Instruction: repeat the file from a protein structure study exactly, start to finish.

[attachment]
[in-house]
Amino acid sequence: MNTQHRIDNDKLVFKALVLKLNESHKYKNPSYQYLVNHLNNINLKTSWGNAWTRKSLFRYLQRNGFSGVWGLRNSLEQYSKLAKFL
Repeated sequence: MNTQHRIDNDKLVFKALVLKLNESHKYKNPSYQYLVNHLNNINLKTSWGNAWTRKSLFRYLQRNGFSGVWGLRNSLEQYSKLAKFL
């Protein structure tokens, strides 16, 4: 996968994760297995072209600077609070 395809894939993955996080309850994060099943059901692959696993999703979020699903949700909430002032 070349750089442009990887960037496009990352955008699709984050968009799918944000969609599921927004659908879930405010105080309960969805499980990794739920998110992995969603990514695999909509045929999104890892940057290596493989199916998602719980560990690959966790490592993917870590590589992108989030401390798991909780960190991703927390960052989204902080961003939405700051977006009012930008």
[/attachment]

[in-house]
Amino acid sequence: MNTQHRIDNDKLVFKALVLKLNESHKYKNPSYQYLVNHLNNINLKTSWGNAWTRKSLFRYLQRNGFSGVWGLRNSLEQYSKLAKFL
Repeated sequence: MNTQHRIDNDKLVFKALVLKLNESHKYKNPSYQYLVNHLNNINLKTSWGNAWTRKSLFRYLQRNGFSGVWGLRNSLEQYSKLAKFL
């Protein structure tokens, strides 16, 4: 996968994760297995072209600077609070 395809894939993955996080309850994060099943059901692959696993999703979020699903949700909430002032 070349750089442009990887960037496009990352955008699709984050968009799918944000969609599921927004659908879930405010105080309960969805499980990794739920998110992995969603990514695999909509045929999104890892940057290596493989199916998602719980560990690959966790490592993917870590590589992108989030401390798991909780960190991703927390960052989204902080961003939405700051977006009012930008």